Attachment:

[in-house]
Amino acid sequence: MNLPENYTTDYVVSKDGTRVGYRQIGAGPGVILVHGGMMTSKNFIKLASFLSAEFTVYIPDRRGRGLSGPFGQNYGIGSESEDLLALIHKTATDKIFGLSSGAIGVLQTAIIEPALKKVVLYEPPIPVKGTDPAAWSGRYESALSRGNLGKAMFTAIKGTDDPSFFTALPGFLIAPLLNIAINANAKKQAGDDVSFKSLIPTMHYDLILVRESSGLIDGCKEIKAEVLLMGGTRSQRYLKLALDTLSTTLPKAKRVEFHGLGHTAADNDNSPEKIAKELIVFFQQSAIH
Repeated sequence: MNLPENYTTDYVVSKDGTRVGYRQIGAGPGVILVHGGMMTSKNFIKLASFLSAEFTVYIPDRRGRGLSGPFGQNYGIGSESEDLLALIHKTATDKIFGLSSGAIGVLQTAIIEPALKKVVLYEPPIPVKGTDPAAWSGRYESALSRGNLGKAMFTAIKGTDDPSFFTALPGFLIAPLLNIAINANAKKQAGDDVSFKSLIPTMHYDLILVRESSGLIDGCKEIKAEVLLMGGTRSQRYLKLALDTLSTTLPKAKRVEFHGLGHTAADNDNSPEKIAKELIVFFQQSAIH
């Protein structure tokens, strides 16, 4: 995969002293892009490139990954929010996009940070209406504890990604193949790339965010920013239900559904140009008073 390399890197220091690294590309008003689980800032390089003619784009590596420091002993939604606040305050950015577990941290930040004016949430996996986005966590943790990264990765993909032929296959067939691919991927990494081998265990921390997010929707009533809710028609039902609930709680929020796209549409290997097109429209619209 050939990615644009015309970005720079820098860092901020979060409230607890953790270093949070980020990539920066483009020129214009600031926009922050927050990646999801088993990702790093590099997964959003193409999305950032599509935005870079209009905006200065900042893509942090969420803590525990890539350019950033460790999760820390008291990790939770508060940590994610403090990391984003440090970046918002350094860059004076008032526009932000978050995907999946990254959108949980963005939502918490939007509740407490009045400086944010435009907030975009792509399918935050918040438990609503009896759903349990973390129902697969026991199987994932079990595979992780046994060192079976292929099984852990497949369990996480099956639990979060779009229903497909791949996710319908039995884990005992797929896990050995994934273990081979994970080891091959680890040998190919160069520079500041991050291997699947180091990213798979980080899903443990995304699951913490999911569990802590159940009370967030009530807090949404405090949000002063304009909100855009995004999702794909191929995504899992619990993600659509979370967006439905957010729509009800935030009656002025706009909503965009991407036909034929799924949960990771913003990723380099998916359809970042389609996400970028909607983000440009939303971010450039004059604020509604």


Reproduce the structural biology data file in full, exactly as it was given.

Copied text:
[in-house]
Amino acid sequence: MNLPENYTTDYVVSKDGTRVGYRQIGAGPGVILVHGGMMTSKNFIKLASFLSAEFTVYIPDRRGRGLSGPFGQNYGIGSESEDLLALIHKTATDKIFGLSSGAIGVLQTAIIEPALKKVVLYEPPIPVKGTDPAAWSGRYESALSRGNLGKAMFTAIKGTDDPSFFTALPGFLIAPLLNIAINANAKKQAGDDVSFKSLIPTMHYDLILVRESSGLIDGCKEIKAEVLLMGGTRSQRYLKLALDTLSTTLPKAKRVEFHGLGHTAADNDNSPEKIAKELIVFFQQSAIH
Repeated sequence: MNLPENYTTDYVVSKDGTRVGYRQIGAGPGVILVHGGMMTSKNFIKLASFLSAEFTVYIPDRRGRGLSGPFGQNYGIGSESEDLLALIHKTATDKIFGLSSGAIGVLQTAIIEPALKKVVLYEPPIPVKGTDPAAWSGRYESALSRGNLGKAMFTAIKGTDDPSFFTALPGFLIAPLLNIAINANAKKQAGDDVSFKSLIPTMHYDLILVRESSGLIDGCKEIKAEVLLMGGTRSQRYLKLALDTLSTTLPKAKRVEFHGLGHTAADNDNSPEKIAKELIVFFQQSAIH
């Protein structure tokens, strides 16, 4: 995969002293892009490139990954929010996009940070209406504890990604193949790339965010920013239900559904140009008073 390399890197220091690294590309008003689980800032390089003619784009590596420091002993939604606040305050950015577990941290930040004016949430996996986005966590943790990264990765993909032929296959067939691919991927990494081998265990921390997010929707009533809710028609039902609930709680929020796209549409290997097109429209619209 050939990615644009015309970005720079820098860092901020979060409230607890953790270093949070980020990539920066483009020129214009600031926009922050927050990646999801088993990702790093590099997964959003193409999305950032599509935005870079209009905006200065900042893509942090969420803590525990890539350019950033460790999760820390008291990790939770508060940590994610403090990391984003440090970046918002350094860059004076008032526009932000978050995907999946990254959108949980963005939502918490939007509740407490009045400086944010435009907030975009792509399918935050918040438990609503009896759903349990973390129902697969026991199987994932079990595979992780046994060192079976292929099984852990497949369990996480099956639990979060779009229903497909791949996710319908039995884990005992797929896990050995994934273990081979994970080891091959680890040998190919160069520079500041991050291997699947180091990213798979980080899903443990995304699951913490999911569990802590159940009370967030009530807090949404405090949000002063304009909100855009995004999702794909191929995504899992619990993600659509979370967006439905957010729509009800935030009656002025706009909503965009991407036909034929799924949960990771913003990723380099998916359809970042389609996400970028909607983000440009939303971010450039004059604020509604």